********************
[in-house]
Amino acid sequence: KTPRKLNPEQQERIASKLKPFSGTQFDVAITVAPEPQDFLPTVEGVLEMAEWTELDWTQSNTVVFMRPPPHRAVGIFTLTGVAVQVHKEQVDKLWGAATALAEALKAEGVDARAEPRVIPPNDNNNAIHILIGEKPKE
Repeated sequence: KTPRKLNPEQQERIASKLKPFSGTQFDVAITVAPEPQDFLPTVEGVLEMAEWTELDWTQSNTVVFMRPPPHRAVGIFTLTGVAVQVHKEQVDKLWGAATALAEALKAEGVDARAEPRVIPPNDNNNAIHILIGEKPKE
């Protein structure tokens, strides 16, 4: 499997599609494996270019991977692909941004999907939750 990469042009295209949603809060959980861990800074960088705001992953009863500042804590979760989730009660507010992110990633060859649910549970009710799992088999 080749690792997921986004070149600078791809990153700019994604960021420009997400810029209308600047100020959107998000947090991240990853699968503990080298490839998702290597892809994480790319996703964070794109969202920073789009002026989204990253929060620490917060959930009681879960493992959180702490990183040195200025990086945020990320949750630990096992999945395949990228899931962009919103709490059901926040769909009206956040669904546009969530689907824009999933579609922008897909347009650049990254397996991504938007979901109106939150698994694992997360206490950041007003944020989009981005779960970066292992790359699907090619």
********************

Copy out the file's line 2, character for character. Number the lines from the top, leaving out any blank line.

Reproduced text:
Amino acid sequence: KTPRKLNPEQQERIASKLKPFSGTQFDVAITVAPEPQDFLPTVEGVLEMAEWTELDWTQSNTVVFMRPPPHRAVGIFTLTGVAVQVHKEQVDKLWGAATALAEALKAEGVDARAEPRVIPPNDNNNAIHILIGEKPKE